Three Artists in Residence will be invited to stay at the South Rim of Grand Canyon in 2023. Residents will be provided with fully furnished accommodations in the historic Verkamp's artist residence directly overlooking the canyon, and a base stipend of $1500 for a minimum of six weeks, with an additional $250 for each added week, up to eight weeks ($2,500 maximum). An artist may be in residence from February–March, June–July, or September–October. Artists are responsible for their supplies, meals, toiletries, and transportation.
The proposal deadline for 2023 is September 15, 2022.
Artists will be notified of their acceptance by November 15, 2022.
*Due to current housing limitations and National Park Service restrictions, GCC can only accept solo artists at the residency. While GCC will do everything in its means to support the presence of collaborators and family members, each artist must take full financial responsibility for the accommodations, travels, and all other associated fees related to visitors during their residency.
If you have any questions or require support with completing your proposal, please contact Clover Morell, Residency Program Manager, at firstname.lastname@example.org.
RULES & TERMS TO APPLY
Applicants should be at least 18 years old and demonstrate a track record of professional artistic pursuit. United States citizenship or residency are not required. However, at the time of residency, artists must have all appropriate legal documentation for traveling to the United States for the entire duration of their residency. Artists in Residence at Grand Canyon National Park must abide by the rules and regulations of the National Park Service and follow park-issued guidance when given. Artists must agree to all terms listed in the Call for Entry description and sign a formal contract upon acceptance of the residence stating all terms and conditions of the program. Selections will be made without regard to race, religion, sex, sexual orientation, gender identity, marital status, age, or national origin. Every reasonable effort within the capacity of GCC will be made to accommodate artists with disabilities or accessibility needs.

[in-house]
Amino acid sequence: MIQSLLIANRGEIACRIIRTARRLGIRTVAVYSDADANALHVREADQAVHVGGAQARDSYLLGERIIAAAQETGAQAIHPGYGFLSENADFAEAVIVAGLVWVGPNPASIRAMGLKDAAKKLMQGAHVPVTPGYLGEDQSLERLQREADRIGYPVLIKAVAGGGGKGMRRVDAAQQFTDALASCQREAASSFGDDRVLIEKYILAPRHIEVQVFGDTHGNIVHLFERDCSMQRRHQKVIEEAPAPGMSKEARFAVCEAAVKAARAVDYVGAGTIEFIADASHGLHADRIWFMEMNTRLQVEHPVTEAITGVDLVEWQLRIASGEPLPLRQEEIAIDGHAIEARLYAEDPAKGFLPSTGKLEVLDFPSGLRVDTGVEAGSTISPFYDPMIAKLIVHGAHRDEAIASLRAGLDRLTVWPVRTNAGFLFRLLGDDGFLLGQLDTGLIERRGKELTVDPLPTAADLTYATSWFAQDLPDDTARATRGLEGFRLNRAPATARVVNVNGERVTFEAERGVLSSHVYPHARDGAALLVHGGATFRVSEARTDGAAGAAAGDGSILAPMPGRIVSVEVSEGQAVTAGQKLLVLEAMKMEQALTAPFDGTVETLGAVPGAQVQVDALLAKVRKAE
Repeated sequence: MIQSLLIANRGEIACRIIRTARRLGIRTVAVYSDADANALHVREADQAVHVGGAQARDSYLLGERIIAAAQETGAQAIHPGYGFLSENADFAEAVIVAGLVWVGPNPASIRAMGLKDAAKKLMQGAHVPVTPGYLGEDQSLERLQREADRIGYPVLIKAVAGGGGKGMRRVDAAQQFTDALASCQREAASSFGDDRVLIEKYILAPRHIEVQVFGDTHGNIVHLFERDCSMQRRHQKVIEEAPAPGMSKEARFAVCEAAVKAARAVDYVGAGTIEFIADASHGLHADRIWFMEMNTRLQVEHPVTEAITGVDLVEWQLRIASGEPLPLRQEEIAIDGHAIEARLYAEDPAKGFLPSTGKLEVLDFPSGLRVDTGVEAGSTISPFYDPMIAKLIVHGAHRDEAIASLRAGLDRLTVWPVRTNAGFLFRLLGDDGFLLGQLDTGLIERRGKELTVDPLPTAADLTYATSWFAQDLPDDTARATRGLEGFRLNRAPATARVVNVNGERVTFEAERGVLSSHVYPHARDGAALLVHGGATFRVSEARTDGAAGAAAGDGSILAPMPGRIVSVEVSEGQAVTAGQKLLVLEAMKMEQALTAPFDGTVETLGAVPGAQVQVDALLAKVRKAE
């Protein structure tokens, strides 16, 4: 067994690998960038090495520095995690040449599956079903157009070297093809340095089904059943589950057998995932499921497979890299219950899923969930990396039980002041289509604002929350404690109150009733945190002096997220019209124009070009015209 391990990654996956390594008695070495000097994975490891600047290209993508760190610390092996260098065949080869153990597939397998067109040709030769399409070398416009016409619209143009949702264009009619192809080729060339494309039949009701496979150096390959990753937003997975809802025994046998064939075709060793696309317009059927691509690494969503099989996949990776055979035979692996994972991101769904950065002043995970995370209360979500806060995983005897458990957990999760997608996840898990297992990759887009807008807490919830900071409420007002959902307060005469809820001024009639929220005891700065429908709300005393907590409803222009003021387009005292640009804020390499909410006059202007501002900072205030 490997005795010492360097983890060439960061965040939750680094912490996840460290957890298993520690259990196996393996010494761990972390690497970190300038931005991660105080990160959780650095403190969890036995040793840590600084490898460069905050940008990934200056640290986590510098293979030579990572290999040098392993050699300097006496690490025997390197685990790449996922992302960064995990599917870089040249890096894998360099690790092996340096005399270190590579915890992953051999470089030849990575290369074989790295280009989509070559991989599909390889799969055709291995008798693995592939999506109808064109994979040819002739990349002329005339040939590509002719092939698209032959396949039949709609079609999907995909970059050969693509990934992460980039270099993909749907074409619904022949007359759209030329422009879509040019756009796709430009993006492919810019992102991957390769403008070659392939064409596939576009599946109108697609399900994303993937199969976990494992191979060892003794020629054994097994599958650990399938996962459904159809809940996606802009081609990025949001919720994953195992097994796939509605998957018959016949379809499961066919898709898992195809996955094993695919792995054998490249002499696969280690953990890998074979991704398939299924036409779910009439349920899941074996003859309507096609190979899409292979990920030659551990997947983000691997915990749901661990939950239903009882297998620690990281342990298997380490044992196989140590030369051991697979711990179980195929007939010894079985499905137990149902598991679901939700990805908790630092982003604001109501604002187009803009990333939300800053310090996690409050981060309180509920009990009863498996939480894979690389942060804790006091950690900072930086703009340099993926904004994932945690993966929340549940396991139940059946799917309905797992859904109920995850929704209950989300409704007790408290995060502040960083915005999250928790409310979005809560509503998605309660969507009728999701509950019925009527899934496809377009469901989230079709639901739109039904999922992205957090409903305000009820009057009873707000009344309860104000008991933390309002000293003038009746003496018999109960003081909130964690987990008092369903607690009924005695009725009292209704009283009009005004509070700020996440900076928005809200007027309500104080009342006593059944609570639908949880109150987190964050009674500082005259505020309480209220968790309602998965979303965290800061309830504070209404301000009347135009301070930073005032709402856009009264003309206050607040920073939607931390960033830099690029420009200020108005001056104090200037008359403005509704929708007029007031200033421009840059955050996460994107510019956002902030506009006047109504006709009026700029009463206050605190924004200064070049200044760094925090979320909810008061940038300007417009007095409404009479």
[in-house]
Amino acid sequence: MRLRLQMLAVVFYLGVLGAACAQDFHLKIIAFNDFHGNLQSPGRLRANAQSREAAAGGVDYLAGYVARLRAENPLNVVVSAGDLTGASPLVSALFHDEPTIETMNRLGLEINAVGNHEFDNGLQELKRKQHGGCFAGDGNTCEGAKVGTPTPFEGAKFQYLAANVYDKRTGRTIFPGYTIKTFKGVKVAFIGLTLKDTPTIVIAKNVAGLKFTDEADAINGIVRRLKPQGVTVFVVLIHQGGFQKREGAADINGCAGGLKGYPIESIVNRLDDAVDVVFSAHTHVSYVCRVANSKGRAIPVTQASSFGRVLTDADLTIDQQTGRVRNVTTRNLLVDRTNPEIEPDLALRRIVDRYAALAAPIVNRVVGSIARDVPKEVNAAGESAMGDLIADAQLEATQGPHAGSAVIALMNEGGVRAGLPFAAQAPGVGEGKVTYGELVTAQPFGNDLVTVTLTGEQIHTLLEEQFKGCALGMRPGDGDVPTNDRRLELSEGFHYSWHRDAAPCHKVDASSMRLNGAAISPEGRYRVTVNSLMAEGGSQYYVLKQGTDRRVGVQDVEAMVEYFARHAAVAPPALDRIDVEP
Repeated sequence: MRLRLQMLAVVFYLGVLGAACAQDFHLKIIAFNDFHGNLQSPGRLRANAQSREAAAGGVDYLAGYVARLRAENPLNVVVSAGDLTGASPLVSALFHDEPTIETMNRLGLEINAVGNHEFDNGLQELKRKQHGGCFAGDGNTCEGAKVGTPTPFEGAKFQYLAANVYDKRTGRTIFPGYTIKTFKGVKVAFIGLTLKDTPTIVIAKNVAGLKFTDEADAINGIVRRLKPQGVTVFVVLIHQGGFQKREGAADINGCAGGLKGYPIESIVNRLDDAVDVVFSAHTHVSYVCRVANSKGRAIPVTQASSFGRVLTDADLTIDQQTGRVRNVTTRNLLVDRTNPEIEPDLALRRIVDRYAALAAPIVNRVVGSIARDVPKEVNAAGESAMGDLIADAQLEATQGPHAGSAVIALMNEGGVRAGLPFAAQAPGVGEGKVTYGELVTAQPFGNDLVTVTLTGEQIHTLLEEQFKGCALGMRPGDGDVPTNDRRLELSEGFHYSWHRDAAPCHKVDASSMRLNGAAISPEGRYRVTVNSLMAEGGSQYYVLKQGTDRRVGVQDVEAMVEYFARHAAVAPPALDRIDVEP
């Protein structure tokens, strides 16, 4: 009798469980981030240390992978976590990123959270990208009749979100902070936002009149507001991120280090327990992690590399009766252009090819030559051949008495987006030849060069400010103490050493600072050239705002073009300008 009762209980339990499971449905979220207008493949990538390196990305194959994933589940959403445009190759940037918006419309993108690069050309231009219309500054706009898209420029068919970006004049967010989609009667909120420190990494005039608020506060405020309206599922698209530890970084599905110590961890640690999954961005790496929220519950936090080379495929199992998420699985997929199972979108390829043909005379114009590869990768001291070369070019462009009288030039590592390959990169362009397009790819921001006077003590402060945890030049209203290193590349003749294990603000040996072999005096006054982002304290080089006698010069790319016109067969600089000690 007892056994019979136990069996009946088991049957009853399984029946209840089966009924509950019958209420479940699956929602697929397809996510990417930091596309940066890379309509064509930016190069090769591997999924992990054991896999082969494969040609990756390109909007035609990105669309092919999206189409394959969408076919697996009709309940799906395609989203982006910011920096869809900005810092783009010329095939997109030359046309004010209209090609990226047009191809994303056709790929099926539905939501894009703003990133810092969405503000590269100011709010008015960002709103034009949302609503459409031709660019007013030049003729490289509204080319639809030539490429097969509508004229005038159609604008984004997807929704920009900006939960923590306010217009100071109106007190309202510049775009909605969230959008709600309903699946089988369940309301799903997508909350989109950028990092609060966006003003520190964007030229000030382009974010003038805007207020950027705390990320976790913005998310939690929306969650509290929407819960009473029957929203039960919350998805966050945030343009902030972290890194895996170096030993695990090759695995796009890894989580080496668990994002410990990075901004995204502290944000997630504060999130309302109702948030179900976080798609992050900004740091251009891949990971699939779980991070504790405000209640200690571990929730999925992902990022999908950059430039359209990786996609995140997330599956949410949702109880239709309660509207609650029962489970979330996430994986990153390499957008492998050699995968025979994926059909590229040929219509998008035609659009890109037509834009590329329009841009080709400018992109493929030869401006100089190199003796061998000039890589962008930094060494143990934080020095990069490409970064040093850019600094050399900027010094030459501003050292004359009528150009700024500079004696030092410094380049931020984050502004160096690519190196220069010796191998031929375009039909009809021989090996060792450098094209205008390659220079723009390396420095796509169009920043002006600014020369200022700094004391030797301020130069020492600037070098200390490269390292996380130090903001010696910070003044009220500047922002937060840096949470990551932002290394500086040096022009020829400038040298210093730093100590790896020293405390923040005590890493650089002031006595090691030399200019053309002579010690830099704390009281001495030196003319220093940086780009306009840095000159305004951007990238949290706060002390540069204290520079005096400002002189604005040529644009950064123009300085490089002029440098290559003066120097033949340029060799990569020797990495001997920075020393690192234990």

Leah Aegerter, from Carbondale, CO, works in object-based sculpture and installation. Her work investigates her relationship to landscape and intimacy with material. Through 3D scanning, she captures 3D models of geological surfaces and carves them out of wood. The sculptures made from these carved textures document her memories, experiences, and emotions of the landscape. Aegerter received a BFA in Sculpture from the Rhode Island School of Design in 2017.
"In 2019, I embarked on a 10-day trek through Grand Canyon with five friends," said Aegerter. "We did a largely off-trail loop from the South Rim to the North Rim and back, through waist-deep snow drifts. That trip has had a lasting effect on my relationship to geology and the ideas and forms that now comprise my artistic practice. Shortly after, I began using my phone to 3D scan rock faces whenever I hiked and building a library of scans – it's a way for me to capture the physicality of the landscape without altering it."
During her residency at Grand Canyon, Aegerter plans to archive the layers of the canyon, hiking throughout the park collecting 3D scans of each layer, cataloging their characteristics, and suspending a moment in their history. In the studio, she’ll use 3D modeling software to split the scans into brick-sized blocks and then output them in plastic on a 3D printer. Molds of the prints will be created out of plaster or rubber, which will then be cast with concrete, clay, or paper.
Support this program
The Artist in Residence Program is made possible because of support and grants from Grand Canyon Conservancy. Donations to this program will help fund future residents and educational programming around Grand Canyon's cultural and aesthetic legacy through art.
By donating, you help connect visitors with artists bringing new perspectives and insights to Grand Canyon and its surrounding communities.